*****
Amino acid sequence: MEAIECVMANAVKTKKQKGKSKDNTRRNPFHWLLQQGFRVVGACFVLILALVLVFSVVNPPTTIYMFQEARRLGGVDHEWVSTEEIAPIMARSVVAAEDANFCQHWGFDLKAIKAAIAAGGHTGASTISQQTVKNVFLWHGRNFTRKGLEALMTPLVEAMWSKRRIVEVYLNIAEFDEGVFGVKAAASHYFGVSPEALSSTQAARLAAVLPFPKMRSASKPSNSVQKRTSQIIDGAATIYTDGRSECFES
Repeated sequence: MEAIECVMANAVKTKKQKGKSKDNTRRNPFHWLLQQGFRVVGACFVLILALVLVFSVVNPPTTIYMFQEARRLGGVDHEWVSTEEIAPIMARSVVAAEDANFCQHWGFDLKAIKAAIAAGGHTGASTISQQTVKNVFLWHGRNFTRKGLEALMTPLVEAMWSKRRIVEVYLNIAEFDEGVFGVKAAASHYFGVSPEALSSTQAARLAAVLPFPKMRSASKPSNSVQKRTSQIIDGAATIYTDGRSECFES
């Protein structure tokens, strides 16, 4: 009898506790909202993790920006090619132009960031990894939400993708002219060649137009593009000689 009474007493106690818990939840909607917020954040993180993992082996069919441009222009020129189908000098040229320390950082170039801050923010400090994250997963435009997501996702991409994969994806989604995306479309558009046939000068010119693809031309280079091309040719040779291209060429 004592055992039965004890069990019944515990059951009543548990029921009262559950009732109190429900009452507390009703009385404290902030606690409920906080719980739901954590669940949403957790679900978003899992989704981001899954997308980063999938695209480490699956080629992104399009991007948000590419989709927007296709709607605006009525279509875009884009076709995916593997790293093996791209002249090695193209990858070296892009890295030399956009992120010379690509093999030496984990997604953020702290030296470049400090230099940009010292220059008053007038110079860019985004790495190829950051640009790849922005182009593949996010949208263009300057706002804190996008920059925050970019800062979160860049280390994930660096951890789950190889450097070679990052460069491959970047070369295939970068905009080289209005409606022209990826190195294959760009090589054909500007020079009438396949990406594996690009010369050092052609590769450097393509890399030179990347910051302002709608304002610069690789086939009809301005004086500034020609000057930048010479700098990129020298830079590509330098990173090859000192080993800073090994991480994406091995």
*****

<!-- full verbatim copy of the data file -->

Amino acid sequence: MEAIECVMANAVKTKKQKGKSKDNTRRNPFHWLLQQGFRVVGACFVLILALVLVFSVVNPPTTIYMFQEARRLGGVDHEWVSTEEIAPIMARSVVAAEDANFCQHWGFDLKAIKAAIAAGGHTGASTISQQTVKNVFLWHGRNFTRKGLEALMTPLVEAMWSKRRIVEVYLNIAEFDEGVFGVKAAASHYFGVSPEALSSTQAARLAAVLPFPKMRSASKPSNSVQKRTSQIIDGAATIYTDGRSECFES
Repeated sequence: MEAIECVMANAVKTKKQKGKSKDNTRRNPFHWLLQQGFRVVGACFVLILALVLVFSVVNPPTTIYMFQEARRLGGVDHEWVSTEEIAPIMARSVVAAEDANFCQHWGFDLKAIKAAIAAGGHTGASTISQQTVKNVFLWHGRNFTRKGLEALMTPLVEAMWSKRRIVEVYLNIAEFDEGVFGVKAAASHYFGVSPEALSSTQAARLAAVLPFPKMRSASKPSNSVQKRTSQIIDGAATIYTDGRSECFES
């Protein structure tokens, strides 16, 4: 009898506790909202993790920006090619132009960031990894939400993708002219060649137009593009000689 009474007493106690818990939840909607917020954040993180993992082996069919441009222009020129189908000098040229320390950082170039801050923010400090994250997963435009997501996702991409994969994806989604995306479309558009046939000068010119693809031309280079091309040719040779291209060429 004592055992039965004890069990019944515990059951009543548990029921009262559950009732109190429900009452507390009703009385404290902030606690409920906080719980739901954590669940949403957790679900978003899992989704981001899954997308980063999938695209480490699956080629992104399009991007948000590419989709927007296709709607605006009525279509875009884009076709995916593997790293093996791209002249090695193209990858070296892009890295030399956009992120010379690509093999030496984990997604953020702290030296470049400090230099940009010292220059008053007038110079860019985004790495190829950051640009790849922005182009593949996010949208263009300057706002804190996008920059925050970019800062979160860049280390994930660096951890789950190889450097070679990052460069491959970047070369295939970068905009080289209005409606022209990826190195294959760009090589054909500007020079009438396949990406594996690009010369050092052609590769450097393509890399030179990347910051302002709608304002610069690789086939009809301005004086500034020609000057930048010479700098990129020298830079590509330098990173090859000192080993800073090994991480994406091995």